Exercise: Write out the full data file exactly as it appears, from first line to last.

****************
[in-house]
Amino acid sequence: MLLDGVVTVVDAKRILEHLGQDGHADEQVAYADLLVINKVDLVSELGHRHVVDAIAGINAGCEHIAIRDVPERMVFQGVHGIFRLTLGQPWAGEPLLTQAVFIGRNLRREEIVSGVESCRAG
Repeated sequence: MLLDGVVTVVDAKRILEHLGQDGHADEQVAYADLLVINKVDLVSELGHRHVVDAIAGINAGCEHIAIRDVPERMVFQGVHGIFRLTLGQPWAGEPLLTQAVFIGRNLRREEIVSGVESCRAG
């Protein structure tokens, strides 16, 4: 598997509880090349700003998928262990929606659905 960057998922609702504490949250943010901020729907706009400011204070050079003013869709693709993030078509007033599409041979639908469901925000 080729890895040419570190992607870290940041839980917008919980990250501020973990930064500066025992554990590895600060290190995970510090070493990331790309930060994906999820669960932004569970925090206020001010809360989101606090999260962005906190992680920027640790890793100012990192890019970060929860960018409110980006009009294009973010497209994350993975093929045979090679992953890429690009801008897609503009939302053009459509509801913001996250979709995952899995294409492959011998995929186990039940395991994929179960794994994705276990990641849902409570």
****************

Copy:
[in-house]
Amino acid sequence: MLLDGVVTVVDAKRILEHLGQDGHADEQVAYADLLVINKVDLVSELGHRHVVDAIAGINAGCEHIAIRDVPERMVFQGVHGIFRLTLGQPWAGEPLLTQAVFIGRNLRREEIVSGVESCRAG
Repeated sequence: MLLDGVVTVVDAKRILEHLGQDGHADEQVAYADLLVINKVDLVSELGHRHVVDAIAGINAGCEHIAIRDVPERMVFQGVHGIFRLTLGQPWAGEPLLTQAVFIGRNLRREEIVSGVESCRAG
């Protein structure tokens, strides 16, 4: 598997509880090349700003998928262990929606659905 960057998922609702504490949250943010901020729907706009400011204070050079003013869709693709993030078509007033599409041979639908469901925000 080729890895040419570190992607870290940041839980917008919980990250501020973990930064500066025992554990590895600060290190995970510090070493990331790309930060994906999820669960932004569970925090206020001010809360989101606090999260962005906190992680920027640790890793100012990192890019970060929860960018409110980006009009294009973010497209994350993975093929045979090679992953890429690009801008897609503009939302053009459509509801913001996250979709995952899995294409492959011998995929186990039940395991994929179960794994994705276990990641849902409570």